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This article was first published in the Tararua Tramper Volume 86, no 6, July 2014

July in the hills with Barbara Mitcalfe and Chris Horne

Cyathea smithii, kātote, soft tree fern

Smithii.jpg: 809x1206, 255k (2016 Nov 13 22:21)
Cyathea smithii with its skirt of stalks
Photo: Jeremy Rolfe

If you're ever on the Auckland Islands, take your balaclava off and salute the world's southernmost tree fern species. Now put out your hand and feel the surprising softness of the fronds, hence its common name, soft tree fern. OK, you don't need to go to the Auckland Islands to see kātote, a NZ endemic tree fern. Favouring cold, moist sites, it's a common sub-canopy tree fern of lowland to montane forests in the South Island, montane forests in the North Island, and is also common on Stewart and Chatham islands. Wellington trampers will recognise kātote as the most common tree fern species appearing in the forest as altitude increases.

Kātote trunks can reach to c. 8 m, and its c. 2.5 m fronds are held out rather stiffly, sometimes almost horizontally. So you will realise almost immediately how they differ from the much longer, curved fronds of some other cyathea species such as mamaku, described in our tree fern series in the March issue of The Tramper. Another distinguishing feature of kātote is that only the slender midribs of its dead fronds persist as a rattly skirt, like a piupiu* hanging down all round, from the top of the trunk. Note that the dead foliage itself does not persist, just the skinny midribs of the fronds. (Compare this with last month's whekī ponga's voluminous skirt of whole dead fronds hanging down).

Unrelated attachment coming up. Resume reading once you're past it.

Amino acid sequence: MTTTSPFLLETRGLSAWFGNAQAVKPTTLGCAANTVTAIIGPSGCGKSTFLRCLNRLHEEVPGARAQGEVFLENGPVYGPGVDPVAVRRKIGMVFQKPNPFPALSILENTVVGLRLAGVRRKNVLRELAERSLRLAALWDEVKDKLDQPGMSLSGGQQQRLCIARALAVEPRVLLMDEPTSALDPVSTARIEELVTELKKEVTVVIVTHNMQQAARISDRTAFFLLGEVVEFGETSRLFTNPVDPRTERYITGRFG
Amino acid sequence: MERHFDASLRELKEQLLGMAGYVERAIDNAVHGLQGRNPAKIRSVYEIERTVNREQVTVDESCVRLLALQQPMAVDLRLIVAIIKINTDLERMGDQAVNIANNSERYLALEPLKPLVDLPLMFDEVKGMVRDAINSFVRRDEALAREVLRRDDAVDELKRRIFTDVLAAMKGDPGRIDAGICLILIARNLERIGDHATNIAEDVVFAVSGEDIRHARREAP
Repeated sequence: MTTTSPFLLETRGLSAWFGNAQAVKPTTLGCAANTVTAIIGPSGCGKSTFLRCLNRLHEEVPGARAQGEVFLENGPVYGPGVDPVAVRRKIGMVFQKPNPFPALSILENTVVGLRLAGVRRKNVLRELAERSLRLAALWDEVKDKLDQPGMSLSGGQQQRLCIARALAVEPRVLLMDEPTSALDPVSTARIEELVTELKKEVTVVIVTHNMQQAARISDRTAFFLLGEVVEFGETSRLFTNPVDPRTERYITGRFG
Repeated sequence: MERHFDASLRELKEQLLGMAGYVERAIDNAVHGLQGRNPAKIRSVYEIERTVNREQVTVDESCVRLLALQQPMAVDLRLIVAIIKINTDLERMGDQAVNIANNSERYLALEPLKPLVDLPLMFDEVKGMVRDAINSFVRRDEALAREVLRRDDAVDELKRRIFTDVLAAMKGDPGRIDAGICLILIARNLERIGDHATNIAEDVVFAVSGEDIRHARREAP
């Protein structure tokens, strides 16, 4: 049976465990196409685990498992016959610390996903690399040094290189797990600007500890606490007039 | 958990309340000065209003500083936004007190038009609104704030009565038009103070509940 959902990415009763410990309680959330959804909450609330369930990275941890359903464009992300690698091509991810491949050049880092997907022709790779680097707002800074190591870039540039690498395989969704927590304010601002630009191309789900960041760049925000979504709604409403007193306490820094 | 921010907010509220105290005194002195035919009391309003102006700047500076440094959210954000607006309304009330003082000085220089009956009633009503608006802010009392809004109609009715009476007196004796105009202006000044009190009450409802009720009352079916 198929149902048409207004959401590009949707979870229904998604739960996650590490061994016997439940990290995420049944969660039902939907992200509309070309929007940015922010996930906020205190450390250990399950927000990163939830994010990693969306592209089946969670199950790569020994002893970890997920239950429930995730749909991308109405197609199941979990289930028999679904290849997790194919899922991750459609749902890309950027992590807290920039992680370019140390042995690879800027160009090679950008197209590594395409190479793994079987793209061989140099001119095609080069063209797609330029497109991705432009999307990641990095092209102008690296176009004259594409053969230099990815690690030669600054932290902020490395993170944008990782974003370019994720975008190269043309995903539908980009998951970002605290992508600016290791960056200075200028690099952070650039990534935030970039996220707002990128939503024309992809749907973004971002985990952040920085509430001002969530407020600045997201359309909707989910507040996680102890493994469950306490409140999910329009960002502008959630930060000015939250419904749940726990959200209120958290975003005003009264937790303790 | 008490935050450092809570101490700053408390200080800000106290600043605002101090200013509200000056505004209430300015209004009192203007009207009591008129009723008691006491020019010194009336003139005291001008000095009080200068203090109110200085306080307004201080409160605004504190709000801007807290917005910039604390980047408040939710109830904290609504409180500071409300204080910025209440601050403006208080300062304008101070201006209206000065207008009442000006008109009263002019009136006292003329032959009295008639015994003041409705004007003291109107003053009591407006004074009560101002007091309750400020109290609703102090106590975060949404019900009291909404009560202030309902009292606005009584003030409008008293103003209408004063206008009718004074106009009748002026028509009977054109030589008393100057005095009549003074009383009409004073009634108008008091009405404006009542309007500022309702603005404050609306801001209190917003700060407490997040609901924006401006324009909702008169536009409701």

Opinions differ on the palatability of the young frond bases. They were cooked and eaten by Māori, but Thomas Brunner, 1821-1874, described them as unpalatable, in fact exceedingly indigestible. Perhaps he tried them raw, owing to the extraordinary privations he experienced on his many, intrepid traverses. H. Beattie in 1920 described the kātote frond bases as having a sweet taste, like something that, “might make good jam”.

Dense golden-brown scales covering the frond bases form a silky-soft, nest-like mass in the centre of the crown, where the fronds originate. Carefully removed, so as not to damage the young fronds, these scales would probably make good tinder, like mamaku scales.

Cyathea smithii is named in honour of John Smith, 1798 – 1888, who started as the 'stove boy' heating the glass houses at the Botanic Gardens at Kew, and eventually became Kew curator. When he started there, Kew had only 40 fern species, but when he left after 42 years of service, he had assembled over 1,000, such was his lifelong interest in, expert knowledge of, and concern for ferns.


We have not found any references to kātote having rongoā (medicinal) properties. If you know of any, please let us know. Here's a useful, sibilant mnemonic for remembering that Cyathea smithii, soft tree fern, has a skirt of stalks.

*piupiu –a Māori 'skirt' made from hundreds of tightly-rolled lengths of dried flax, hanging vertically from a woven waistband, making a characteristically rattly sound as the wearer moves rhythmically, in e.g., a Kapa Haka performance

Botany 2014

In The Hills 2014-06 < Index chronological > In The Hills 2014-08

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